History of Alcoholics Anonymous in South Africa

In 1946 Reader’s Digest published an article, extracted from the Grapevine, entitled “My Return From The Half-world Of Alcoholism”. This story is responsible for two separate enquiries from South African alcoholics.

The first was Solomon M, a black translator at the Johannesburg Law Courts, living in Alexandra Township on the outskirts of Johannesburg. His last bender had brought him and his family to the brink of starvation. Hung-over and wandering the streets of his hometown, he passes an overflowing rubbish bin in which lay the copy of The Reader’s Digest. Having nothing better to do, he picks it up, pages through it and finds an article on an organization called “Alcoholics Anonymous”. This appeared to be the answer to his prayers. At last Solomon had found something that had given him hope. He hurries back to his one-roomed hovel and immediately writes down the address given in the article. He soon had a reply, including a pamphlet simply called “AA”, containing extracts from the AA Big Book, which enables him to acquire and maintain the sobriety which the article had inspired. Although Solomon the ‘Loner’ is the first member of AA in South Africa, he never starts a group but remains sober for many years.

The second player to enter this drama was Sister Maxwell, a Catholic sister and nurse who maintained an alcoholic ward at the Johannesburg General Hospital. Quite by chance, a deserter from a US warship that had called in at Cape Town, had arrived at the hospital during World War II, drunk as a lord and with a suitcase, inside of which was nothing but AA literature from the US. It was this material the good sister held on to and used to form her own style of AA. Although not an alcoholics, she had deep empathy for alcoholics and accepted without conflict the newish concept that it is a disease. She treated the problem as such and in the process helped several dozen alcoholics to sobriety on this basis.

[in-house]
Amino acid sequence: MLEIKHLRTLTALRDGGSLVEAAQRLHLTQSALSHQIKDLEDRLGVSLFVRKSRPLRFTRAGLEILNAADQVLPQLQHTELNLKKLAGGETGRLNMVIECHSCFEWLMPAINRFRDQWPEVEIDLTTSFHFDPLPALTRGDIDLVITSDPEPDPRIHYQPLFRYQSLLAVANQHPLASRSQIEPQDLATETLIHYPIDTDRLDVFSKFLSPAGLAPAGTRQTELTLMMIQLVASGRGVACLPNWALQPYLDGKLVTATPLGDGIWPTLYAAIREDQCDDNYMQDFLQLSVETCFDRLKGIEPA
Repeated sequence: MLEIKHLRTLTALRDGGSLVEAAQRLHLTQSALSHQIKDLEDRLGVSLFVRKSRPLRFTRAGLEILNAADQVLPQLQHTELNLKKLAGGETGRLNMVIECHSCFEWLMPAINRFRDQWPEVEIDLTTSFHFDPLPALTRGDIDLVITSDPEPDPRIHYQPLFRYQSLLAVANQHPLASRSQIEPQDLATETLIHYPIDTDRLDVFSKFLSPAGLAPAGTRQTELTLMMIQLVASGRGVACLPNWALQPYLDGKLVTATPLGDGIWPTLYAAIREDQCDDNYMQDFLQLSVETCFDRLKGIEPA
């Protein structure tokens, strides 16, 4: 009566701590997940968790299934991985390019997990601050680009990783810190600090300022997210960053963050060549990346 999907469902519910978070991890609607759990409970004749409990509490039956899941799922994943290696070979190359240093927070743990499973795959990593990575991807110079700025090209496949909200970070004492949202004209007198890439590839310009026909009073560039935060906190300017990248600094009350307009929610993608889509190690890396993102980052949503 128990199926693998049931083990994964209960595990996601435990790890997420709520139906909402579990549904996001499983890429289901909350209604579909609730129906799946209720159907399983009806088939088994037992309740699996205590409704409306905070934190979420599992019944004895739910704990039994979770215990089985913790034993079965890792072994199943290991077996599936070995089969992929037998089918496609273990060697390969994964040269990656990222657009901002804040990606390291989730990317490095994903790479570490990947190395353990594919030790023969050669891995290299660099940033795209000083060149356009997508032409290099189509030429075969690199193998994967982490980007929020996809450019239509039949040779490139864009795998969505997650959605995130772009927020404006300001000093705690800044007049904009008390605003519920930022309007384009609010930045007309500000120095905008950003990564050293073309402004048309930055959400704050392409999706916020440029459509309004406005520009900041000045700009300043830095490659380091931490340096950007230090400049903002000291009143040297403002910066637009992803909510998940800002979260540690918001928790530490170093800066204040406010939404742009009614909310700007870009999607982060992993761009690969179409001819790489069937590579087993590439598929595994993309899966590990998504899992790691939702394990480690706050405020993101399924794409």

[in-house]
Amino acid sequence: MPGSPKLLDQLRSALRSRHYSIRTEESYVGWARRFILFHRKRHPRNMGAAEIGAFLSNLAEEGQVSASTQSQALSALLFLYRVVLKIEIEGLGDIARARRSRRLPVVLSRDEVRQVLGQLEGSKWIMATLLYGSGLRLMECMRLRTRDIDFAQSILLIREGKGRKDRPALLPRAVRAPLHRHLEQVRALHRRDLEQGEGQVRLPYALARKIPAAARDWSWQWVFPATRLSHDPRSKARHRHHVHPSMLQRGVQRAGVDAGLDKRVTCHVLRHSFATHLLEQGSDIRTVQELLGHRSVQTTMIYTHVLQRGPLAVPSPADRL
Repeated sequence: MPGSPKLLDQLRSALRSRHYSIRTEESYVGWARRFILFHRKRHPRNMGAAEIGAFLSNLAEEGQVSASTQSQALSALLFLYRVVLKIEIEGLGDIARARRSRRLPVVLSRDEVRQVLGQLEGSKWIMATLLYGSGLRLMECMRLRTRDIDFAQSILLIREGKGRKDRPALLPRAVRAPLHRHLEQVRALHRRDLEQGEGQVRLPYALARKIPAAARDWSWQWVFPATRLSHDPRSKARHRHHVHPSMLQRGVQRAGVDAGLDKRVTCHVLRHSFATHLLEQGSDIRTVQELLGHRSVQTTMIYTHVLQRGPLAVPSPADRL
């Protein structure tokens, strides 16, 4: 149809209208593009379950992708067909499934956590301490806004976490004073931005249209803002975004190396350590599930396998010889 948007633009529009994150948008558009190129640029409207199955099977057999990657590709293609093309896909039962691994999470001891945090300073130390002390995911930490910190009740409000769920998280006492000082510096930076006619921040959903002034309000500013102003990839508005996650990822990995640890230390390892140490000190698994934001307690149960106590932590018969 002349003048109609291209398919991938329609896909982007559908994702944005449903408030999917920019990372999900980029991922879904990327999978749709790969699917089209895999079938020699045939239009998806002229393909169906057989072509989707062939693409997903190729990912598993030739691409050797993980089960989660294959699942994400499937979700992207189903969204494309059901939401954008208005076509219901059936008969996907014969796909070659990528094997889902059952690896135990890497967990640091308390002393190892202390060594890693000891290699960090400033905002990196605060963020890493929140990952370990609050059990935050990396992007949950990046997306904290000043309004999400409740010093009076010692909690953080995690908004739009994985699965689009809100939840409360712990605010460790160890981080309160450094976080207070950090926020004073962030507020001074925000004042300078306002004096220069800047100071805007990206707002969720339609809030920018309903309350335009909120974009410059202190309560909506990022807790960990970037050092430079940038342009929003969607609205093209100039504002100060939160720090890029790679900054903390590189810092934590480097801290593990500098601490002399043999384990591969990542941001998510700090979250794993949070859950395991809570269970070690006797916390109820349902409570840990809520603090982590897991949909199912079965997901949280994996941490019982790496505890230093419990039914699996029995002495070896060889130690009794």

Arthur S. a successful stockbroker, during one of his periodic visits to a nursing home, was idly paging through an old copy of The Reader’s Digest and came upon an article on alcoholism. Since he had more than a passing interest in the topic, he avidly read the article and was so impressed that he decided to find out more, especially about this organization called Alcoholics Anonymous, which featured prominently in the story.

He wrote to the head office of the association in New York and promptly received a pamphlet called “AA”, which consisted of extracts from a larger work, “Alcoholics Anonymous”. Meanwhile, a member of the clergy, Reverend Peacock, set about arranging a meeting one Friday night at the Johannesburg Public Library for the benefit of Arthur, who had been identified by Sister Maxwell, as an alcoholic who desperately wanted recovery. Word was passed around to known alcoholics and Arthur was to chair the meeting with the Reverend as first speaker. On the night in question, the Reverend found Arthur, if not drunkenly incapacitated, struggling to maintain an even keel. He introduced the Reverend thus: “Ladies … and … gentlemen, you see in me an example of what alcohol does to a man. Don’t be like me. Over to Peacock”.